You may use the Website but are required to register as a user if you wish to read the full text of the content and articles available (the Content). You may not modify, publish, transmit, transfer or sell, reproduce, create derivative works from, distribute, perform, link, display, or in any way exploit any of the Content, in whole or in part, except as expressly permitted in these terms & conditions or with the prior written consent of Mondaq Ltd. You may not use electronic or other means to extract details or information about’s content, users or contributors in order to offer them any services or products which compete directly or indirectly with Mondaq Ltd’s services and products.


Mondaq Ltd and/or its respective suppliers make no representations about the suitability of the information contained in the documents and related graphics published on this server for any purpose. All such documents and related graphics are provided "as is" without warranty of any kind. Mondaq Ltd and/or its respective suppliers hereby disclaim all warranties and conditions with regard to this information, including all implied warranties and conditions of merchantability, fitness for a particular purpose, title and non-infringement. In no event shall Mondaq Ltd and/or its respective suppliers be liable for any special, indirect or consequential damages or any damages whatsoever resulting from loss of use, data or profits, whether in an action of contract, negligence or other tortious action, arising out of or in connection with the use or performance of information available from this server.

The documents and related graphics published on this server could include technical inaccuracies or typographical errors. Changes are periodically added to the information herein. Mondaq Ltd and/or its respective suppliers may make improvements and/or changes in the product(s) and/or the program(s) described herein at any time.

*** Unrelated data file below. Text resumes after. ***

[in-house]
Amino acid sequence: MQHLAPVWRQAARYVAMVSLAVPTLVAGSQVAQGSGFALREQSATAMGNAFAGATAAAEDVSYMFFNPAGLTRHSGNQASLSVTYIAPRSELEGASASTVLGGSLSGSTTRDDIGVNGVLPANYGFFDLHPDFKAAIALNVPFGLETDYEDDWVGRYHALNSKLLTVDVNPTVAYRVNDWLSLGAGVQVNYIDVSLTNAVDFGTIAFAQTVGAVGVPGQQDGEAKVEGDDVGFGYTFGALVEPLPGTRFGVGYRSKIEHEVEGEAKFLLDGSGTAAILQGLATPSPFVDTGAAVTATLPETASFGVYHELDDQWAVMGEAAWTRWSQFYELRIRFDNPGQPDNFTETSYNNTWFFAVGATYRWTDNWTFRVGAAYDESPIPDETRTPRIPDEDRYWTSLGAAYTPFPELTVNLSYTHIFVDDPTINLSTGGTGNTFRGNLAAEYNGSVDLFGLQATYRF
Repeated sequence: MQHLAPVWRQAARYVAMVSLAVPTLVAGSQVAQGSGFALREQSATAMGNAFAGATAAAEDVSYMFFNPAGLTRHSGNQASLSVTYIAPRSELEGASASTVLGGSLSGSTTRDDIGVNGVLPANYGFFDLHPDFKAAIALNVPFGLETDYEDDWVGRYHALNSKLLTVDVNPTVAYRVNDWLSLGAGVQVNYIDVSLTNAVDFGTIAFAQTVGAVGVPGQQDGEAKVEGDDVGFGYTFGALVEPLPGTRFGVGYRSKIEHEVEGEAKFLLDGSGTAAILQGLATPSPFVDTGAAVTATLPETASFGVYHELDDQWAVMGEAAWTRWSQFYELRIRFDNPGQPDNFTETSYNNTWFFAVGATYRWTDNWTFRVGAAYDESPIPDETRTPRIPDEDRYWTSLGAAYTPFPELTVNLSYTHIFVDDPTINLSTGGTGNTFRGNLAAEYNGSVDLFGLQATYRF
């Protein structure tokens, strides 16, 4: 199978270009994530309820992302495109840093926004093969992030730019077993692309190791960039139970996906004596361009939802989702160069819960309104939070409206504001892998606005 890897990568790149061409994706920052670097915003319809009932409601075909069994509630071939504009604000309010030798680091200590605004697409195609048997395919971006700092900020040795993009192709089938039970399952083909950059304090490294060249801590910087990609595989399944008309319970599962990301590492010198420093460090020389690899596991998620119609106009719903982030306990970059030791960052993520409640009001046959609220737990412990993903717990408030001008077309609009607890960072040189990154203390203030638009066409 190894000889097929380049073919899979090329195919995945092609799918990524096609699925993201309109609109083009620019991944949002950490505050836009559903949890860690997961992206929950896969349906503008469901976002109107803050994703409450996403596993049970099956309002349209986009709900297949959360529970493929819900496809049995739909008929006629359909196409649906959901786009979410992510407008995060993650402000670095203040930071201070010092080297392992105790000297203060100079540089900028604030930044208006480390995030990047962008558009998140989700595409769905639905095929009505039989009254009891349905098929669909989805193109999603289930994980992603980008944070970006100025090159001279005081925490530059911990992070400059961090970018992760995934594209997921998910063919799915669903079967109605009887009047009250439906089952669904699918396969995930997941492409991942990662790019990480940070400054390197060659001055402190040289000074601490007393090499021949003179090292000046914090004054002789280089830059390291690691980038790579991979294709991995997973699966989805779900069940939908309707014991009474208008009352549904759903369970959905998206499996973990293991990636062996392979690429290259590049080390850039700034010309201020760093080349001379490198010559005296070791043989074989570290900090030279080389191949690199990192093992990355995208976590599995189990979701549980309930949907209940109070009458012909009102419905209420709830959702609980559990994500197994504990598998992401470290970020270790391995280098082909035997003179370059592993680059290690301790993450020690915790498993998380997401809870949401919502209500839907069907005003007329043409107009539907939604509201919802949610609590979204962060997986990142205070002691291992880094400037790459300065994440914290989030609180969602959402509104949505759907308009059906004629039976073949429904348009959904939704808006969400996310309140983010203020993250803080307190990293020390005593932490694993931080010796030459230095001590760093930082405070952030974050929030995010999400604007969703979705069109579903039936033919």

Mondaq Ltd requires you to register and provide information that personally identifies you, including what sort of information you are interested in, for three primary purposes:

  • To allow you to personalize the Mondaq websites you are visiting.
  • To enable features such as password reminder, newsletter alerts, email a colleague, and linking from Mondaq (and its affiliate sites) to your website.
  • To produce demographic feedback for our information providers who provide information free for your use.

Mondaq (and its affiliate sites) do not sell or provide your details to third parties other than information providers. The reason we provide our information providers with this information is so that they can measure the response their articles are receiving and provide you with information about their products and services.

If you do not want us to provide your name and email address you may opt out by clicking here .

If you do not wish to receive any future announcements of products and services offered by Mondaq by clicking here .

Information Collection and Use

We require site users to register with Mondaq (and its affiliate sites) to view the free information on the site. We also collect information from our users at several different points on the websites: this is so that we can customise the sites according to individual usage, provide 'session-aware' functionality, and ensure that content is acquired and developed appropriately. This gives us an overall picture of our user profiles, which in turn shows to our Editorial Contributors the type of person they are reaching by posting articles on Mondaq (and its affiliate sites) – meaning more free content for registered users.